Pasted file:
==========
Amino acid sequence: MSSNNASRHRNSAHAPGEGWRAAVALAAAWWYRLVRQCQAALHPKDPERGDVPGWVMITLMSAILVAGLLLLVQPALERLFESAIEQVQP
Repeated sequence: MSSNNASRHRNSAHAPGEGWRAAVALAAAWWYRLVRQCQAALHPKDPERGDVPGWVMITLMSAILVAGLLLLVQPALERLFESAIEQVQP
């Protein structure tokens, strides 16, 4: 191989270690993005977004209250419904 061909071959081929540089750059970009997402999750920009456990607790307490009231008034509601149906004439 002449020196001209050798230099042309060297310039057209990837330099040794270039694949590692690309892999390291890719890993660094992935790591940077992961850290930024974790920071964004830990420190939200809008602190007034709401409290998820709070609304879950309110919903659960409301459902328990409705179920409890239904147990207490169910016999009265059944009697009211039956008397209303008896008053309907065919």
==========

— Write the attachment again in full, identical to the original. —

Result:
Amino acid sequence: MSSNNASRHRNSAHAPGEGWRAAVALAAAWWYRLVRQCQAALHPKDPERGDVPGWVMITLMSAILVAGLLLLVQPALERLFESAIEQVQP
Repeated sequence: MSSNNASRHRNSAHAPGEGWRAAVALAAAWWYRLVRQCQAALHPKDPERGDVPGWVMITLMSAILVAGLLLLVQPALERLFESAIEQVQP
């Protein structure tokens, strides 16, 4: 191989270690993005977004209250419904 061909071959081929540089750059970009997402999750920009456990607790307490009231008034509601149906004439 002449020196001209050798230099042309060297310039057209990837330099040794270039694949590692690309892999390291890719890993660094992935790591940077992961850290930024974790920071964004830990420190939200809008602190007034709401409290998820709070609304879950309110919903659960409301459902328990409705179920409890239904147990207490169910016999009265059944009697009211039956008397209303008896008053309907065919």